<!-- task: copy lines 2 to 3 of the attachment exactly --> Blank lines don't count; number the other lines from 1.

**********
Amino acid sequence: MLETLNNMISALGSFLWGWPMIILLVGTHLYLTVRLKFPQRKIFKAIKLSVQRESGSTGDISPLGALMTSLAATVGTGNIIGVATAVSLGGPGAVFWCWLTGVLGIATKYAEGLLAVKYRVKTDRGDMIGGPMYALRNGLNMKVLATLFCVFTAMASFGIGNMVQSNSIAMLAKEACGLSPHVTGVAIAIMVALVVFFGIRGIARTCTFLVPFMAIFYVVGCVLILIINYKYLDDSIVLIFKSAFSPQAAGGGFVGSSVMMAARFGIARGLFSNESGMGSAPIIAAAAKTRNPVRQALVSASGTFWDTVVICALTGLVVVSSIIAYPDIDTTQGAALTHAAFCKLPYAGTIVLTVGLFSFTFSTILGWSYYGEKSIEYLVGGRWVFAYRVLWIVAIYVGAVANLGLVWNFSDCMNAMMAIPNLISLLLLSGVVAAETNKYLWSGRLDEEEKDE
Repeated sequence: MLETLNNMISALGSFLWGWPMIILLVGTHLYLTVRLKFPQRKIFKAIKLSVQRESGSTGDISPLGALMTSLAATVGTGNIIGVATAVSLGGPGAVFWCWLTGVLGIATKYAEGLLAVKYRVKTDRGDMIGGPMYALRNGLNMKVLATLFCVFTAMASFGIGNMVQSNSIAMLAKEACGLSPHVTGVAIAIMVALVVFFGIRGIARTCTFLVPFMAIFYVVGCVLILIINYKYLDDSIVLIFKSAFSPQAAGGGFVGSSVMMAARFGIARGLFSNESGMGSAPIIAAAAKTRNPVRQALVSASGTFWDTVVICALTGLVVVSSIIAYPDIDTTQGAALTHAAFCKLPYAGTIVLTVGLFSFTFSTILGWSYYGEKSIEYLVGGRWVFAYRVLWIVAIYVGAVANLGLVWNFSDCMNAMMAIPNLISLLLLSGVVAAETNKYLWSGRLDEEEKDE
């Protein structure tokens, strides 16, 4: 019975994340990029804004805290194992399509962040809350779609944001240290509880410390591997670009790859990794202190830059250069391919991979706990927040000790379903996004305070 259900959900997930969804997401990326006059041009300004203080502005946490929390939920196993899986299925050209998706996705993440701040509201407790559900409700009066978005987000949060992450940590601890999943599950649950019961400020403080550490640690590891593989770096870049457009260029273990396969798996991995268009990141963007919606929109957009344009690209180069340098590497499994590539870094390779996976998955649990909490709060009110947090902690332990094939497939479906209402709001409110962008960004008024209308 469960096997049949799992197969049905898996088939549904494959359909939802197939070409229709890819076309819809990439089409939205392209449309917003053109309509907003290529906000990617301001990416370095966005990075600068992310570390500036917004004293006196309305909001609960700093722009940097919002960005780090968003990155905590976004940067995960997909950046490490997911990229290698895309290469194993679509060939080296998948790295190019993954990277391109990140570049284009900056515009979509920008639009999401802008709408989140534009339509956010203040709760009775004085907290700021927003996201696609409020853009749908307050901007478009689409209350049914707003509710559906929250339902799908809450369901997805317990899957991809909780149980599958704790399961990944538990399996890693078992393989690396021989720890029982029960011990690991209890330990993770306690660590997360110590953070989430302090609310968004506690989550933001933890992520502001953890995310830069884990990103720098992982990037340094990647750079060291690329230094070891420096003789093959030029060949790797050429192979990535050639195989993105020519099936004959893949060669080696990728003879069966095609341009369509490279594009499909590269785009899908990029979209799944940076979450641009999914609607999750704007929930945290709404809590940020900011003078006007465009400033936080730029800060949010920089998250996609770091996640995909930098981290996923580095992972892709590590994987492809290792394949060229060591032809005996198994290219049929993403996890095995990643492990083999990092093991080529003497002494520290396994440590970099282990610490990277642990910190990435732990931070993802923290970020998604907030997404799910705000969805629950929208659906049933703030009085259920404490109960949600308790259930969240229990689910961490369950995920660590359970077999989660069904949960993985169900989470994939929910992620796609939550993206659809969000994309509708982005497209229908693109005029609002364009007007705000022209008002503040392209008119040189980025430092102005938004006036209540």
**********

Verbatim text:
Repeated sequence: MLETLNNMISALGSFLWGWPMIILLVGTHLYLTVRLKFPQRKIFKAIKLSVQRESGSTGDISPLGALMTSLAATVGTGNIIGVATAVSLGGPGAVFWCWLTGVLGIATKYAEGLLAVKYRVKTDRGDMIGGPMYALRNGLNMKVLATLFCVFTAMASFGIGNMVQSNSIAMLAKEACGLSPHVTGVAIAIMVALVVFFGIRGIARTCTFLVPFMAIFYVVGCVLILIINYKYLDDSIVLIFKSAFSPQAAGGGFVGSSVMMAARFGIARGLFSNESGMGSAPIIAAAAKTRNPVRQALVSASGTFWDTVVICALTGLVVVSSIIAYPDIDTTQGAALTHAAFCKLPYAGTIVLTVGLFSFTFSTILGWSYYGEKSIEYLVGGRWVFAYRVLWIVAIYVGAVANLGLVWNFSDCMNAMMAIPNLISLLLLSGVVAAETNKYLWSGRLDEEEKDE
């Protein structure tokens, strides 16, 4: 019975994340990029804004805290194992399509962040809350779609944001240290509880410390591997670009790859990794202190830059250069391919991979706990927040000790379903996004305070 259900959900997930969804997401990326006059041009300004203080502005946490929390939920196993899986299925050209998706996705993440701040509201407790559900409700009066978005987000949060992450940590601890999943599950649950019961400020403080550490640690590891593989770096870049457009260029273990396969798996991995268009990141963007919606929109957009344009690209180069340098590497499994590539870094390779996976998955649990909490709060009110947090902690332990094939497939479906209402709001409110962008960004008024209308 469960096997049949799992197969049905898996088939549904494959359909939802197939070409229709890819076309819809990439089409939205392209449309917003053109309509907003290529906000990617301001990416370095966005990075600068992310570390500036917004004293006196309305909001609960700093722009940097919002960005780090968003990155905590976004940067995960997909950046490490997911990229290698895309290469194993679509060939080296998948790295190019993954990277391109990140570049284009900056515009979509920008639009999401802008709408989140534009339509956010203040709760009775004085907290700021927003996201696609409020853009749908307050901007478009689409209350049914707003509710559906929250339902799908809450369901997805317990899957991809909780149980599958704790399961990944538990399996890693078992393989690396021989720890029982029960011990690991209890330990993770306690660590997360110590953070989430302090609310968004506690989550933001933890992520502001953890995310830069884990990103720098992982990037340094990647750079060291690329230094070891420096003789093959030029060949790797050429192979990535050639195989993105020519099936004959893949060669080696990728003879069966095609341009369509490279594009499909590269785009899908990029979209799944940076979450641009999914609607999750704007929930945290709404809590940020900011003078006007465009400033936080730029800060949010920089998250996609770091996640995909930098981290996923580095992972892709590590994987492809290792394949060229060591032809005996198994290219049929993403996890095995990643492990083999990092093991080529003497002494520290396994440590970099282990610490990277642990910190990435732990931070993802923290970020998604907030997404799910705000969805629950929208659906049933703030009085259920404490109960949600308790259930969240229990689910961490369950995920660590359970077999989660069904949960993985169900989470994939929910992620796609939550993206659809969000994309509708982005497209229908693109005029609002364009007007705000022209008002503040392209008119040189980025430092102005938004006036209540």